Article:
Focus on agriculture
Invest in productivity.
Agriculture is the livelihood of 60 percent to 70 percent of Sahelian families, but productivity is low, said the CILSS. The FAO's Fernandez commented: "Even though some states, including Burkina Faso and Mali, have pledged to invest 10 percent of their gross national product in agriculture ... productivity remains very low due to deficient technology, declining land fertility, use of seeds of inadequate quality and quantity, lack of fertilizers, and poor water management."
"Farmers can use varieties of rice or cereals that are more resistant to droughts and floods, or help prevent desertification through planting shrubs and trees," Fernandez said.
. "Most of the agriculture in the region is rain-fed
. Farmers cannot rely on rain. It is crucial to invest in irrigation at a large and small scale," said Coulibaly, of the CILSS.
Remember the markets
Manage the markets.
"If a family invests everything in cultivating their land, when the harvests come, they have to sell immediately; if everyone sells at the same time, prices go down,' said Hoorelbeke, of Action Against Hunger/ACF International.
Open the borders.
"Markets need to be better integrated at a regional level and barriers to regional trade need to be lifted. We are seeing potatoes rot in regions of Mali while Ivory Coast is forced to import old potatoes from the Netherlands," said Coulibaly.
Diversify to boost local economies.
"People need money. Vegetables can be rapidly grown
, and a part of the production can be sold, which produces an income," said Fernandez.
"[In the Sahel], we don't produce enough of what we eat: rice! The millions given to rice-producing countries could be invested in our own agriculture. We may still need to import, but we could certainly make our local production more competitive and increase the irrigated areas," said Coulibaly.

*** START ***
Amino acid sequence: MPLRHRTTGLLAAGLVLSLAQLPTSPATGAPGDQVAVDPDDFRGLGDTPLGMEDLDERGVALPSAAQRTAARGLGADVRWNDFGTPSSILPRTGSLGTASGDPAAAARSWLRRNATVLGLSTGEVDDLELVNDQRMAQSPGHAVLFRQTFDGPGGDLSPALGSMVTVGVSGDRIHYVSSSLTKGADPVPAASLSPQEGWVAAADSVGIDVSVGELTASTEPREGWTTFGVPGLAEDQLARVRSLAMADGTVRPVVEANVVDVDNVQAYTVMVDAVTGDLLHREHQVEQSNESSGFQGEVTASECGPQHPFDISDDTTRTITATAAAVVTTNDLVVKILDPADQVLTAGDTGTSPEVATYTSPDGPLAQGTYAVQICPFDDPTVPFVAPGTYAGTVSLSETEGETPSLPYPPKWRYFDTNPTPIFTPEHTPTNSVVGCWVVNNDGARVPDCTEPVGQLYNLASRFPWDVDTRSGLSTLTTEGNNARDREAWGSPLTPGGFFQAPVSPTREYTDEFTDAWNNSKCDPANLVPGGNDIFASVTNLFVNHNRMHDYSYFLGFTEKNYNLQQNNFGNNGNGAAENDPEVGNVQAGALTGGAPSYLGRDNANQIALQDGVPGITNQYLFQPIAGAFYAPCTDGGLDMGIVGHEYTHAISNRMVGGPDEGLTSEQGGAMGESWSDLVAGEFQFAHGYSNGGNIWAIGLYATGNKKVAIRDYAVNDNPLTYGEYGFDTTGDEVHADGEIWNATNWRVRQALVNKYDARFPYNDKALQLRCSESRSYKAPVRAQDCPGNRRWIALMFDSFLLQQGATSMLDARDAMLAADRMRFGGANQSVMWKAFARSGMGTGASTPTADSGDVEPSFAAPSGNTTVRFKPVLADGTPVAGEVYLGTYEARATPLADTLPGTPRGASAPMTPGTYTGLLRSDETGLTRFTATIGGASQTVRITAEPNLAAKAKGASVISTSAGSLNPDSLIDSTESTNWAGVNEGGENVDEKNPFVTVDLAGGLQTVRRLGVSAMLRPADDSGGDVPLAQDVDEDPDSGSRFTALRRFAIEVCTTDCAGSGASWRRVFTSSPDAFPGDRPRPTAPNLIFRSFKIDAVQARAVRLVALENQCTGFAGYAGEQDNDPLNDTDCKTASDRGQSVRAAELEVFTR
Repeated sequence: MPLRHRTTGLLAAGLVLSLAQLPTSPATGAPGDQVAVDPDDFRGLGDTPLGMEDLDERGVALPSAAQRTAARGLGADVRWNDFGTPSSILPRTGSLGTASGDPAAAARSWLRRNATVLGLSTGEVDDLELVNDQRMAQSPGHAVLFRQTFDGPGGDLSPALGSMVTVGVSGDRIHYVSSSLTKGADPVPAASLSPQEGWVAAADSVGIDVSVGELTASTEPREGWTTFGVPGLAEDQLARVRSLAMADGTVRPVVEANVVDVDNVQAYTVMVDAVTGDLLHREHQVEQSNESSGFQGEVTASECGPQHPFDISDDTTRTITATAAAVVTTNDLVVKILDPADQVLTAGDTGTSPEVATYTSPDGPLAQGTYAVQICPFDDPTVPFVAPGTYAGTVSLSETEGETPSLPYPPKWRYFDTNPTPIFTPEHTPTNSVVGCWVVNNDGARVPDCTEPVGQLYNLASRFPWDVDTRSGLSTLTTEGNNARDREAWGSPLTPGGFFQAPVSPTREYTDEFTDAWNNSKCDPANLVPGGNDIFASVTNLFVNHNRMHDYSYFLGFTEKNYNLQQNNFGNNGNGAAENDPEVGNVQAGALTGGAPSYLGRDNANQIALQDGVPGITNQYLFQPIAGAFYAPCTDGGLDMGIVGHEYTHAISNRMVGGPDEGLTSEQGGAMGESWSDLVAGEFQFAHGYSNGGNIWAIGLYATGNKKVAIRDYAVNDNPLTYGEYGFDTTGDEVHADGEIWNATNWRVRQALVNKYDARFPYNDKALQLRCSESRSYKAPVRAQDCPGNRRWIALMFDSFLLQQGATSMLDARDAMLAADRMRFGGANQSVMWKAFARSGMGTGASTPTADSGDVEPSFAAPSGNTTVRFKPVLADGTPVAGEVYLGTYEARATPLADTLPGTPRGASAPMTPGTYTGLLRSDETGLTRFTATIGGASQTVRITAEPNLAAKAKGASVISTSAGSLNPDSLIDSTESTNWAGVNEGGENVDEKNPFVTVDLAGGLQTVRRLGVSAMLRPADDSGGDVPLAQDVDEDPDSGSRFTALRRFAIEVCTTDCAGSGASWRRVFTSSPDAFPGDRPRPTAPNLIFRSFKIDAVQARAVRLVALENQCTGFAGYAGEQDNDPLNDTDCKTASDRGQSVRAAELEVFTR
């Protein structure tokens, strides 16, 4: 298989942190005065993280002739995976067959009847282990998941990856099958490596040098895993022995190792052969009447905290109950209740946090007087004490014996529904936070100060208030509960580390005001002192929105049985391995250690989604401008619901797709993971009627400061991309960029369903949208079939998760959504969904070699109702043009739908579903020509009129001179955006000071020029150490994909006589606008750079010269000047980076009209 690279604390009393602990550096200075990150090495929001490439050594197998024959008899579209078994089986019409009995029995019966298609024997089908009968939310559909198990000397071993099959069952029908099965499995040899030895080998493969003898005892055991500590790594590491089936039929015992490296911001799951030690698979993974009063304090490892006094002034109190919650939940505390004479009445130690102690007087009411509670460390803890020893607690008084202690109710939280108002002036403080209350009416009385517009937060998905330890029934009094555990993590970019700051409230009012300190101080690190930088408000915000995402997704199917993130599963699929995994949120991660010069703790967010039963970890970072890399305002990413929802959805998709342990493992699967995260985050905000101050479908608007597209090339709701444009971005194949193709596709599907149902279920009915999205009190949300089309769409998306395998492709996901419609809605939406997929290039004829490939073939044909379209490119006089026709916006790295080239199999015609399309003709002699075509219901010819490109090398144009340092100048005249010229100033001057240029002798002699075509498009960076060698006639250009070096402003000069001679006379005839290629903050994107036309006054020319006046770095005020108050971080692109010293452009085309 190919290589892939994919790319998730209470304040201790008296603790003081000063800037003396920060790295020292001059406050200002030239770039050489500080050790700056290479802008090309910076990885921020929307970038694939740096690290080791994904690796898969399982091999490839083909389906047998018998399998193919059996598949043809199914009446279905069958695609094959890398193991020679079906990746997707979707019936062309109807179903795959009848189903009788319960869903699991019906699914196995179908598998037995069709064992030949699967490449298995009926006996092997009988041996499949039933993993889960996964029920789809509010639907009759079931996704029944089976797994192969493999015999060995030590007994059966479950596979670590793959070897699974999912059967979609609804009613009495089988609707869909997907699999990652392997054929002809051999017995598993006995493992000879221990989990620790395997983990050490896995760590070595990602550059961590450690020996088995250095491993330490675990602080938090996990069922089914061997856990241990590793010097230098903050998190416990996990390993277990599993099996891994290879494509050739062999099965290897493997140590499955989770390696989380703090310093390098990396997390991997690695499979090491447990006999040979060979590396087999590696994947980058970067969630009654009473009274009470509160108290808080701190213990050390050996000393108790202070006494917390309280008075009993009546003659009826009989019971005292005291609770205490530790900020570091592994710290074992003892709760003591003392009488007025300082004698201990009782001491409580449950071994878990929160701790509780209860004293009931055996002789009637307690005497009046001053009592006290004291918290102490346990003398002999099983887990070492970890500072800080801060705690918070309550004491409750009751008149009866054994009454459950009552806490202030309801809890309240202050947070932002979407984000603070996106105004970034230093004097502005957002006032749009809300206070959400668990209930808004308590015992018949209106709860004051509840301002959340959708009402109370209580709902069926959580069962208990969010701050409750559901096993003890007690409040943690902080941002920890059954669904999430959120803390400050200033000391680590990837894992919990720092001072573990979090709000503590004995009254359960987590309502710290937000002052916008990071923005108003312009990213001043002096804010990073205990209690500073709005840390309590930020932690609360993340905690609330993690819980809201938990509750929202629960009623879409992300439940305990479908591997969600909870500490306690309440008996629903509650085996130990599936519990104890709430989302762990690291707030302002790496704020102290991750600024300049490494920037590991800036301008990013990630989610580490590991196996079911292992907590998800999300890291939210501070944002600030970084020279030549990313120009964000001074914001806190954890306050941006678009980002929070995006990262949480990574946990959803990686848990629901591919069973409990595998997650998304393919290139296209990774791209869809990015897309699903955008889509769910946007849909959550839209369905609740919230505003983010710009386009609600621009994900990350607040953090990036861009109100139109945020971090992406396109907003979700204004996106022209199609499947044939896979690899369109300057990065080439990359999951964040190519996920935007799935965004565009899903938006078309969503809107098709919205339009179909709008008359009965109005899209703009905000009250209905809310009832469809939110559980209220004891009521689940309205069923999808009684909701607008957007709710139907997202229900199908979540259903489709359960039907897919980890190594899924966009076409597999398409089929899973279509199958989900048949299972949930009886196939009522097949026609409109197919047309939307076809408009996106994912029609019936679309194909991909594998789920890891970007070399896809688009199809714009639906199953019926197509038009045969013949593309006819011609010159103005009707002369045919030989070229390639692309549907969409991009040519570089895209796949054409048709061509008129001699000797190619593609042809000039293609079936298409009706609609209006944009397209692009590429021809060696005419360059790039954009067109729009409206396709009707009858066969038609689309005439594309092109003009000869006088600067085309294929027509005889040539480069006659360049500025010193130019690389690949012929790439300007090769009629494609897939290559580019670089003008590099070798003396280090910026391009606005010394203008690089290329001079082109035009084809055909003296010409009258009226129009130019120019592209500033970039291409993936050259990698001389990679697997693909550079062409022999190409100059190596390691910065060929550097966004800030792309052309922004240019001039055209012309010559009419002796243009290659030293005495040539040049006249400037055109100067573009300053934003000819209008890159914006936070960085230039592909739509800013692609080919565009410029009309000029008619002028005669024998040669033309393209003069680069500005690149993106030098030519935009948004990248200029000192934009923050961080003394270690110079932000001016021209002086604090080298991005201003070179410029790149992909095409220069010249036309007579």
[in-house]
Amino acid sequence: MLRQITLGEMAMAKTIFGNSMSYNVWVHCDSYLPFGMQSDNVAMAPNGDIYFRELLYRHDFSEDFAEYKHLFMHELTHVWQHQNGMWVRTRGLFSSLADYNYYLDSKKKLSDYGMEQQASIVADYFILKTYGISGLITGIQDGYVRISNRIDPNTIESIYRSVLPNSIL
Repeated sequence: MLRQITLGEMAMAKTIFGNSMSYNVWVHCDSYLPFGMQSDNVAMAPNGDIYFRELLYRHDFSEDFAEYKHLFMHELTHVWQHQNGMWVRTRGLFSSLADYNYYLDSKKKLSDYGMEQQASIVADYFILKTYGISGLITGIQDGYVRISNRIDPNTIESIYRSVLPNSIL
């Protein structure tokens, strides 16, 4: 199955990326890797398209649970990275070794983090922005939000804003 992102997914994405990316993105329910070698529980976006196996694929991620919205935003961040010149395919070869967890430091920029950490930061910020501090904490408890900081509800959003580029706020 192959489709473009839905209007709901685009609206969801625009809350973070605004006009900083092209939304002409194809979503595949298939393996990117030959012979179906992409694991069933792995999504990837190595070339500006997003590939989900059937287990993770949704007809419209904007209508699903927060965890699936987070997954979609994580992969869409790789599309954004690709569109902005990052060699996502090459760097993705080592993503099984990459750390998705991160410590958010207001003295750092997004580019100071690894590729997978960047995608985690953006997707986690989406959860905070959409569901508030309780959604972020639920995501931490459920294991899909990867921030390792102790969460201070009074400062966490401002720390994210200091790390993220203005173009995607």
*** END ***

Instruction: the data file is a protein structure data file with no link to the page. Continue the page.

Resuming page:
Connect the dots.
The availability of commodities does not mean that every village has food to eat. Remote areas also need to be accessible by road, Fernandez pointed out.
And the most vulnerable
Cash is crucial.
"There is food on the markets, but people have no money to buy it. This is a poverty problem. The poorest families can never eat and there is no social security net; there is no such thing as insurance or subsidies for farmers either. Sustainable livelihoods have to be developed," said Hoorelbeke.
Managing the cash is also crucial.
Large sums received as remittances need to be used more strategically, said IFPRI's Tidiane Ngaido. "Everyone receives money, but it is immediately spent to buy basics such as medication, rather than being invested in increasing long-term productivity. Social security comes from the diaspora rather than the government."
Develop efficient land policies.
"Land access is a problem in some countries. The land of some of the poorest [people] is too small to allow them to produce enough, and they have to work on other people's farms. Women cannot always own land," said Fernandez.
Implement universal healthcare.
"Healthcare needs to be free
for children below five [years of age] and pregnant and lactating women. When the health system functions, a crisis response can be quickly set up. Now, people will not even go to health centres because they think they will have to pay," Hoorelbeke told IRIN.